Mexico finds 17 bodies dumped in ravine
ACAPULCO, Mexico – Authorities have pulled 17 bodies from a ravine in southern Mexico after they were reportedly discovered by a man who traveled from the United States in search of a missing relative.
"There were 9 complete bodies and 8 half-burned" in the 500-meter-deep (1,650-foot) canyon in the violent state of Guerrero, an official from the attorney general's office told the Agence France-Presse (AFP) on condition of anonymity on Tuesday, December 15.
The bodies were discovered between December 8 and 11 in the village of Chichihualco, whose population is known for its production of handmade footballs.
The identities of the victims, and even their gender, are unknown. Officials also do not know how long ago they died.
Across the region, clandestine graves are often found with one or several bodies inside, but this was a particularly grisly find.
Found by man posing as goatherder
Mario Vergara, who heads The Other Disappeared, an organization that searches for missing people in Guerrero, told AFP that the man stumbled onto the bodies after a long search through the region.
"He says that he had to pretend to be a farmer to go unnoticed because it's an area where marijuana is grown. He bought goats to go through the hills," Vergara said, noting that the man eventually gained the trust of locals.
"The bodies were not buried. They were on the ground. There were bodies hanging from trees. I'm told it was like hell," he said, adding that the man's story was relayed to him by a collaborator.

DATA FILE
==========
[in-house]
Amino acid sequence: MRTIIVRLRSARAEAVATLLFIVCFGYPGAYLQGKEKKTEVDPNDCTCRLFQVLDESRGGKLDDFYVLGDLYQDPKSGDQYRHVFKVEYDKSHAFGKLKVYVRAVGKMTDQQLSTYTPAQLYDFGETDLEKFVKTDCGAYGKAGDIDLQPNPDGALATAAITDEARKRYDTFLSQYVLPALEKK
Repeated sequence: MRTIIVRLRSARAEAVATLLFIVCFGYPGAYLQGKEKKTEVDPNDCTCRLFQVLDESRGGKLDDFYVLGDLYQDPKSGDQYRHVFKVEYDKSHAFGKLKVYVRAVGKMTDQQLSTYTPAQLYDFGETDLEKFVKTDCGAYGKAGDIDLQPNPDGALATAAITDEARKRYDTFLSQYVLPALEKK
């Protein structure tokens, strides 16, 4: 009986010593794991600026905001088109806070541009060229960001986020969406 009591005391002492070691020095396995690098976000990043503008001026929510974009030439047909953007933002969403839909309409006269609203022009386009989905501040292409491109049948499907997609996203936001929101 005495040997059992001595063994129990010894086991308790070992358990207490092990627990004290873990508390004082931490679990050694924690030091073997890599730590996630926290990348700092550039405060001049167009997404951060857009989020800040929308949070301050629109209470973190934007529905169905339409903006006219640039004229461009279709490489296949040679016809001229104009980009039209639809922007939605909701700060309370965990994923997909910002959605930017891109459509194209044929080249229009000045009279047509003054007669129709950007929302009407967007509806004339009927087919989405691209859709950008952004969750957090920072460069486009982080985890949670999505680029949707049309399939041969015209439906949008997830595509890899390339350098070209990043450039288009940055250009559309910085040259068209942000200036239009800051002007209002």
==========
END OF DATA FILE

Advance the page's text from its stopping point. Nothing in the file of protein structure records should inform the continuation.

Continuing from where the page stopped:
A member of another organization of relatives of missing people in Guerrero, Isabel Rosales, said the bodies were sent to Mexico City to be identified.
Rosales said members of the Committee of Relatives and Friends of Kidnapped, Missing and Murdered People of Guerrero asked the attorney general's office to take their DNA samples to match them with the new remains.
The committee, founded in 2007, has 45 cases of missing people in the four main cities of Guerrero, including the Pacific resort of Acapulco and the state capital Chilpancingo.
Chichihualco is in the middle of one of Mexico's most dangerous regions.
The state of Guerrero has suffered years of drug cartel violence as gangs grow opium poppies in remote mountains and battle for control of heroin trafficking routes.
It is in Guerrero that 43 trainee teachers were abducted by corrupt police in the city of Iguala in September 2014 and, according to prosecutors, handed over to a gang that killed them and incinerated their bodies.
The case shed light on the plight of Mexico's disappeared amid drug cartel violence that has left some 26,000 people missing and tens of thousands more dead.
The Chichihualco investigation is led by a newly created division in the attorney general's office specializing in the search for missing people.
Hundreds of people have gone missing in Guerrero alone. In June, 10 bodies were exhumed from seven clandestine graves on the outskirts of Acapulco.
Last week, the government deployed 200 federal forces in a subregion straddling Guerrero and Michoacan states known as Tierra Caliente (Hot Land).
The mayor of the town of Apaxtla, some 250 kilometers (150 miles) from Chichihualco, said on Tuesday that 7 men were kidnapped last week.
Gunmen dressed in fake military gear and armed with assault rifles intercepted a public transport van and grabbed 5 men. Later, they tried to kidnap 4 other people, though two escaped.
Drug gangs often "take some people to incorporate them in their criminal group," Mayor Salvador Martinez told Radio Formula. – Allan Garcia, AFP/Rappler.com